A very coolio M 5.4 earthquake in the northern Indian Ocean between the Ninetyeast Ridge and Sri Lanka.
Here is the USGS webpage for this earthquake.
This is interesting because it is northwest of a swarm of earthquakes from 2012. In 2012, the two largest magnitude strike-slip earthquakes ever recorded occurred in the deep lithosphere west of the 2004/2005 Sumatra-Andaman subduction zone earthquakes. While the structural grain in the crust (as evidenced by fracture zone generated seafloor topography and offsets in magnetic anomalies and gravity anomalies) in this part of the India plate, these earthquakes ruptured west-northwest striking faults.
Here is my first page on the Sumatra outer rise earthquakes. Here is a follow up page, after there were some aftershocks.
Here is the M 5.4, all by its lonesome, in the northern Indian Ocean (the westernmost orange dot). Ignore the magenta line, it is plotting the wharton ridge in the incorrect location, which is not really a plate boundary anyways. Some day the USGS will update this kml file. We can see the recent Andaman Sea Swarm in the upper right corner of this map. The Andaman Sea is a region in the back arc, where there is extension related to spreading ridges.
Here is the same map, but with historic earthquakes plotted in grey circles. I have labeled the largest magnitude earthquakes with some names and magnitudes. I have outlined the epicenters of these larger magnitude earthquakes also.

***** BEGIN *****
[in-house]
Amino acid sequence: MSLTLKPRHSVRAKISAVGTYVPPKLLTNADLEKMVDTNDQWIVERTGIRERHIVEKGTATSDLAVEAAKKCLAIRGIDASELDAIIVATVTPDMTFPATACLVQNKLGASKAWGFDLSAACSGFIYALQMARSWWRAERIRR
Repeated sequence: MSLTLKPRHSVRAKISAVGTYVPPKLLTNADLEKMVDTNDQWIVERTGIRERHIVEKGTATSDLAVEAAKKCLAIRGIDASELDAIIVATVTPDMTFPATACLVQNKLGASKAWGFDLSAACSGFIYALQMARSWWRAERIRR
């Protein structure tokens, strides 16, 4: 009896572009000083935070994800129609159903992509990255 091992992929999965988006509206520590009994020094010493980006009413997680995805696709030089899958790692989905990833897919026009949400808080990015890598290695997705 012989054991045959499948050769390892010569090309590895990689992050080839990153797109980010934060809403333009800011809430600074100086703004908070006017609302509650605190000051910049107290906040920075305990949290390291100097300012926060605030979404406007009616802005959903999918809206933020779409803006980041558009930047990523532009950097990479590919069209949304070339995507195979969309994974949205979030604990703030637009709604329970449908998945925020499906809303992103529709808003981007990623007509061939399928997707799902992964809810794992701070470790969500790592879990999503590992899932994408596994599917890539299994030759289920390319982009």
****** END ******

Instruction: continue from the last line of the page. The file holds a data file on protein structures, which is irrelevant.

Here I have placed a red line where some place the location of the faults that ruptured in April 2012.
I am here placing a map that is merely based on wild speculation. The M 5.4 earthquake aligns with the southern fault that ruptured in 2012. There are not many historic earthquakes in this region. Strain accumulated in the India plate in this region has been estimated based on offsets of earthquake faults… but this 5.4 probably did not generate surface rupture. Currently it is listed at 13 km. This is an automatic depth (i think), and may change over time (if someone does more time to estimate the depth).
Finally, here is the “scientific” page for this earthquake. I place this here because one never knows if it will become unavailable online. The earthquake pages for the Mw 8.6 and 8.2 earthquakes no longer exist in the form they were in when those earthquakes occurred.
Not quite finally above…
Here is figure 1 from Dupatel et al., 2012 (The 2012 Sumatra great earthquake sequence), Earth and Planetary Letters v. 351-352, p 247-257. They plot some moment tensors from the two mainshocks some of the larger aftershocks.
Here Duputel et al. (2012), in figure 4, they plot aftershocks in profile to show how the aftershocks are related to the two different main shocks.
This is their coolest figure, where Duputel et al (2012), in figure 9, plot the epicenters with color representing time. They also plot the orientations of the faults that ruptured in this sequence. Note the interesting orientation of the west-northwest striking faults. There are some northeast striking faults, but the mainshocks were probably on the nw striking faults. Here is the Duputel paper.